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Why not use the “Ego” as a servant, assisting in our pursuit of happiness.
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NPR part three::: I avoid at all costs going to a hospital,,

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In fact, the hospital brings in so much money that all of this wage garnishment turns out to be a minor item on its balance sheet. Totaling up all the money the hospital seized from patients’ wages last year, according to court records, shows that wage garnishment brought in just half of 1 percent of its revenues.

Other hospitals in Missouri have found ways to avoid suing low-income patients. BJC Healthcare, a nonprofit, operates a chain of 12 hospitals, including Barnes-Jewish Hospital in St. Louis, the largest in the state. In 2013, the BJC hospital chain filed just 26 lawsuits. Unlike Heartland, BJC automatically slices 25 percent off its standard rates for uninsured patients and never includes interest on payment plans, said June Fowler, BJC’s spokeswoman.

By comparison, Heartland hospital’s debt collection arm filed over 2,200 lawsuits in Missouri courts in 2013. “It’s not fair to those who are paying to not be aggressive with those who have the ability and aren’t paying,” Wagner says.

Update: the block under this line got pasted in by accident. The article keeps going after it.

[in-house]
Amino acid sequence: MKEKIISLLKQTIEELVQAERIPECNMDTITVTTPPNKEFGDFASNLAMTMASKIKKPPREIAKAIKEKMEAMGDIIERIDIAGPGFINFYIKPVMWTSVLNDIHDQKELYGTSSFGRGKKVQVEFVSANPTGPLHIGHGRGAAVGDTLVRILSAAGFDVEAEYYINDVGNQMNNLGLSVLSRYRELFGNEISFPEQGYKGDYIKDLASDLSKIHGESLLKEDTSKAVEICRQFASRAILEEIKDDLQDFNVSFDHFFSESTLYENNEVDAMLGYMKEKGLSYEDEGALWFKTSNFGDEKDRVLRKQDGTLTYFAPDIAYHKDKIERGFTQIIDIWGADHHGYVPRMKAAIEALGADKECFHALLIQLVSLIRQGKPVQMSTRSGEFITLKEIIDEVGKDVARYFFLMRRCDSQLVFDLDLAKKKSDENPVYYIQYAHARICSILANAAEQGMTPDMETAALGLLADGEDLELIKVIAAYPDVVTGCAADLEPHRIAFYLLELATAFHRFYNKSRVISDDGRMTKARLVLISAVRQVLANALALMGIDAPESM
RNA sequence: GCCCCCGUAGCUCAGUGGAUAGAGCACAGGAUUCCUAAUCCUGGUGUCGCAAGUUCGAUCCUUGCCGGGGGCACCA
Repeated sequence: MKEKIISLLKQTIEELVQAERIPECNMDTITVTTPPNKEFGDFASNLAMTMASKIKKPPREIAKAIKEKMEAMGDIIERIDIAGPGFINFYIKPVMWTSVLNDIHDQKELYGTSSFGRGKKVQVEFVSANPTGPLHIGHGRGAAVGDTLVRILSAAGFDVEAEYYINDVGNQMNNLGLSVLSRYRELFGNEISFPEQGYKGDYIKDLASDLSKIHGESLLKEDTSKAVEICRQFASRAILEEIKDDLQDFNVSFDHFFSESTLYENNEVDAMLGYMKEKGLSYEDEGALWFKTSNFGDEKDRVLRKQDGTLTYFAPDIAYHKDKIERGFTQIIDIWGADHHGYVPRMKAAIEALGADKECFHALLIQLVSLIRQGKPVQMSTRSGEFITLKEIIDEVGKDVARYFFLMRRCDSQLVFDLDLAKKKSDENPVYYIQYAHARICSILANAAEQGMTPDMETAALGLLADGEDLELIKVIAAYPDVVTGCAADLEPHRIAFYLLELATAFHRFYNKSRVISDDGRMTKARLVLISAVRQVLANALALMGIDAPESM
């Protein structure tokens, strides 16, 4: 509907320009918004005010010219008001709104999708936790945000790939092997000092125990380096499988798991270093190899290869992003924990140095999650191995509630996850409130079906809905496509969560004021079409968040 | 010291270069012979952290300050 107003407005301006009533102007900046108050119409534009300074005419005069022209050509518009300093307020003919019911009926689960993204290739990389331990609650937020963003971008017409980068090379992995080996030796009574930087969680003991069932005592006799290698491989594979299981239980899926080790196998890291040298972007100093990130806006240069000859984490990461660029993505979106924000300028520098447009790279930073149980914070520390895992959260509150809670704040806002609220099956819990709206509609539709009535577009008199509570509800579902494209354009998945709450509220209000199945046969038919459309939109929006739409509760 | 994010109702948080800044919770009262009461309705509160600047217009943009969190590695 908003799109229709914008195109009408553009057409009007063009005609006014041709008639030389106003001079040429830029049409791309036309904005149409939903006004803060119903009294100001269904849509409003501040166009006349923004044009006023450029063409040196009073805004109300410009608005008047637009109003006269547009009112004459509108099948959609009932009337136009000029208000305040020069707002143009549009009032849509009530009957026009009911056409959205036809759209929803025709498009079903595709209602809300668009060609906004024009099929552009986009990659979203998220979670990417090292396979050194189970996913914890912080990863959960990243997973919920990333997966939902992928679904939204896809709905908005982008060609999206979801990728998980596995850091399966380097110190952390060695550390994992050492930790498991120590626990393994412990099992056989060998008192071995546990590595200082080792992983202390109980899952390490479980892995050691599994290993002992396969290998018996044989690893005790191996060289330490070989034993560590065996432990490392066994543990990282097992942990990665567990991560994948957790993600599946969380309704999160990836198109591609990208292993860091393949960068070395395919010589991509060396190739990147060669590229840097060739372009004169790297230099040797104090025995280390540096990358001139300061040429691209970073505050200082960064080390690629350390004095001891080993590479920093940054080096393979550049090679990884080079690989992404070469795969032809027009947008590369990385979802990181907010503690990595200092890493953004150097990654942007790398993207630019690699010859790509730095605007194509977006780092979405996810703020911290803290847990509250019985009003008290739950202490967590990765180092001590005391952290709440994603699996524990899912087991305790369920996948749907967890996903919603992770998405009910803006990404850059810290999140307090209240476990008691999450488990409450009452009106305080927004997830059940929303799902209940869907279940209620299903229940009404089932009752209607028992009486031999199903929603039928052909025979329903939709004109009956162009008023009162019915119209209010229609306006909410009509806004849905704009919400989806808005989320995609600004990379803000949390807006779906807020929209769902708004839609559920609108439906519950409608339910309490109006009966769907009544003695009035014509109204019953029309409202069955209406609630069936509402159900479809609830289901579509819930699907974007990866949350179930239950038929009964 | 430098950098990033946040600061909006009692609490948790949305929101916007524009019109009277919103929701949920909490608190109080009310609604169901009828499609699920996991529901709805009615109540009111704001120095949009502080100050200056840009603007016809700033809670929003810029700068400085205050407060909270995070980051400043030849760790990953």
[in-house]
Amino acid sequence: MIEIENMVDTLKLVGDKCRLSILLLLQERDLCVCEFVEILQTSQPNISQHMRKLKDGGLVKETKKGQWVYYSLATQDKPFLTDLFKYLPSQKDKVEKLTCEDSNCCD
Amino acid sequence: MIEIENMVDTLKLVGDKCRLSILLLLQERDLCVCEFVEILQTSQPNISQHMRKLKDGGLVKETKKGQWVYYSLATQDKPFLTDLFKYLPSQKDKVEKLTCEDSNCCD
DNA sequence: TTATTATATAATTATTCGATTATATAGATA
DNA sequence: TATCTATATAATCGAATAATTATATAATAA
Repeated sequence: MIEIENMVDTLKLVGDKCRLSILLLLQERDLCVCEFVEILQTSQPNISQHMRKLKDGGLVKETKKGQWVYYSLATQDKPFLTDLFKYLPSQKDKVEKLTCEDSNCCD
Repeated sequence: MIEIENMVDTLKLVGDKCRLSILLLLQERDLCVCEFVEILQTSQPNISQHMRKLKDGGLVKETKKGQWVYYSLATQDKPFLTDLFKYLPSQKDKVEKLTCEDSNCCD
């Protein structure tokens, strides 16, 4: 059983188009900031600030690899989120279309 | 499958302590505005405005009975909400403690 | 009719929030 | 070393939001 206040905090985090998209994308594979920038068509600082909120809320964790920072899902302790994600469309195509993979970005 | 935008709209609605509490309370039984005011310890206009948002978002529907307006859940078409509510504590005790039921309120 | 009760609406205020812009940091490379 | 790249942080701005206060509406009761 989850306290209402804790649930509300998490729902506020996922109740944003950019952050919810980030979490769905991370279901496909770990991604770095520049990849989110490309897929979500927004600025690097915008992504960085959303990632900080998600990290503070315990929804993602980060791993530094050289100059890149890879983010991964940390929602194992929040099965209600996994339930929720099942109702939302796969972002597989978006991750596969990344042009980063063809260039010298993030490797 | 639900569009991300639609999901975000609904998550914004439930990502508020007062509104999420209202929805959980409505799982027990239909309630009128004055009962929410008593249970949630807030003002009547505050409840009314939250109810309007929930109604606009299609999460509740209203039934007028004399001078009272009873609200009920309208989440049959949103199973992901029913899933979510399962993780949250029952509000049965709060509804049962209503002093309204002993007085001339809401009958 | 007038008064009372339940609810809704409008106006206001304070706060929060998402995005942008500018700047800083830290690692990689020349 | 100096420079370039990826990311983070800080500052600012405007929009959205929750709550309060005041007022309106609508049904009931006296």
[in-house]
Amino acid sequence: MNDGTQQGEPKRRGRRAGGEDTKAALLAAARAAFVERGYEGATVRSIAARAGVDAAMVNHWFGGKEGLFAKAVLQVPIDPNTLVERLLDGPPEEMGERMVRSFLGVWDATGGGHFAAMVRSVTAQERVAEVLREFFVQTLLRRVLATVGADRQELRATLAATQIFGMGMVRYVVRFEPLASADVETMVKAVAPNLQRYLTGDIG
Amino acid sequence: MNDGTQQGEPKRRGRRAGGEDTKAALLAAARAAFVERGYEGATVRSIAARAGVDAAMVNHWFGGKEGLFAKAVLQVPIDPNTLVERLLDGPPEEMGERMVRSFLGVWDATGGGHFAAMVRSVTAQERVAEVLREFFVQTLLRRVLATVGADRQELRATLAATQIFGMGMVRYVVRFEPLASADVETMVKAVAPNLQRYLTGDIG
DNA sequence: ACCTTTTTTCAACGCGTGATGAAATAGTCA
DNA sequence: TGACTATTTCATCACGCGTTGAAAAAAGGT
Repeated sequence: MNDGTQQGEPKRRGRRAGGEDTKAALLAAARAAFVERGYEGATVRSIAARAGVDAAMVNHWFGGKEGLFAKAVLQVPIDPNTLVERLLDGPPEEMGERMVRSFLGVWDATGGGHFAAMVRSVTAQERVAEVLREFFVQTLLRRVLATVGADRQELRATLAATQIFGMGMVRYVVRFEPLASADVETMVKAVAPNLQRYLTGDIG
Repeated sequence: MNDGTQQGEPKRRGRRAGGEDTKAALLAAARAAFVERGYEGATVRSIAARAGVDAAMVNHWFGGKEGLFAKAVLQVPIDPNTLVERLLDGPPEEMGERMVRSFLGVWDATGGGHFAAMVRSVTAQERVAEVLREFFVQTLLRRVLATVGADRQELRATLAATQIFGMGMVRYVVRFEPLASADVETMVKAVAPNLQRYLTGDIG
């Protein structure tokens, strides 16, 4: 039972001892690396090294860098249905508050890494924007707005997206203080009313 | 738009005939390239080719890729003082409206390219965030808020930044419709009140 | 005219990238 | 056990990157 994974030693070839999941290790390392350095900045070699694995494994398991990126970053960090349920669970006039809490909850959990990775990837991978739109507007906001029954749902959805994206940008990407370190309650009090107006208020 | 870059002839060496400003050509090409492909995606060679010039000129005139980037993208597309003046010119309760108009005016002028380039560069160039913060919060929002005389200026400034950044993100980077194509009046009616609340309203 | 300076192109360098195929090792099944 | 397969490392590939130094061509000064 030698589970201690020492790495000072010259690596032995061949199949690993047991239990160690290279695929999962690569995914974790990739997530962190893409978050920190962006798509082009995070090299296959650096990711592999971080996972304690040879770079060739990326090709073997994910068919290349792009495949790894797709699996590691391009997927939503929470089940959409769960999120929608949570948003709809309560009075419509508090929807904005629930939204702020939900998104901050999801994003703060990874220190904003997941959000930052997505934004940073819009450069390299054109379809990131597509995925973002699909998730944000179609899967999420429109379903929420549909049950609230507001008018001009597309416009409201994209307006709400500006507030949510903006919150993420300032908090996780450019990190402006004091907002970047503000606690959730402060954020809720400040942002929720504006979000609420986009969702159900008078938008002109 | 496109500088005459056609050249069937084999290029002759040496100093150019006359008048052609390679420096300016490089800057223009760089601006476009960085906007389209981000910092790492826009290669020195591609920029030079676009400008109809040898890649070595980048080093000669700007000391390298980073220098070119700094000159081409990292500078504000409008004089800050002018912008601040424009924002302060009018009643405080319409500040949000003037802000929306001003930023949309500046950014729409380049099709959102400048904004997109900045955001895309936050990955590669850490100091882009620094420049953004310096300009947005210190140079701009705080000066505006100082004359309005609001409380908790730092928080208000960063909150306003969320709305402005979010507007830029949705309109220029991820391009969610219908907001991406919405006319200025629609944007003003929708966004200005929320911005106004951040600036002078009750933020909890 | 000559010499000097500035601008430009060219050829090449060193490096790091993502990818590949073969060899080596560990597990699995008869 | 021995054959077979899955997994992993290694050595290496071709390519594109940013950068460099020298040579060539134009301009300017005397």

She says the hospital does everything it can to fulfill its mission as a nonprofit, charitable institution. Patients are offered multiple opportunities to qualify for financial assistance and avoid the possibility of legal action, she says. It would be better for everyone, Wagner says, “if we attempt to work on things before it gets to this level.”

In recent years, the hospital has made its charity care policy more generous. Heartland’s policies state that anyone making less than three times the poverty line can qualify to be billed at a reduced rate, similar to what an insurance company pays, and then get that amount cut in half. If they make less than twice the poverty line, the entire bill is forgiven.

The hospital makes every effort to let patients know that they may qualify for help, Wagner says. “Financial counselors are available if a patient asks for that.” But if patients don’t utilize those resources, she says, the hospital must take action.

“No one goes into this with the goal or the desire to ruin someone’s life,” Wagner says. “But at the same time, the services were rendered, and we have to figure out how to get them paid for.”

Asked why the hospital sues more patients than any other in the state, Wagner said, “I don’t know.”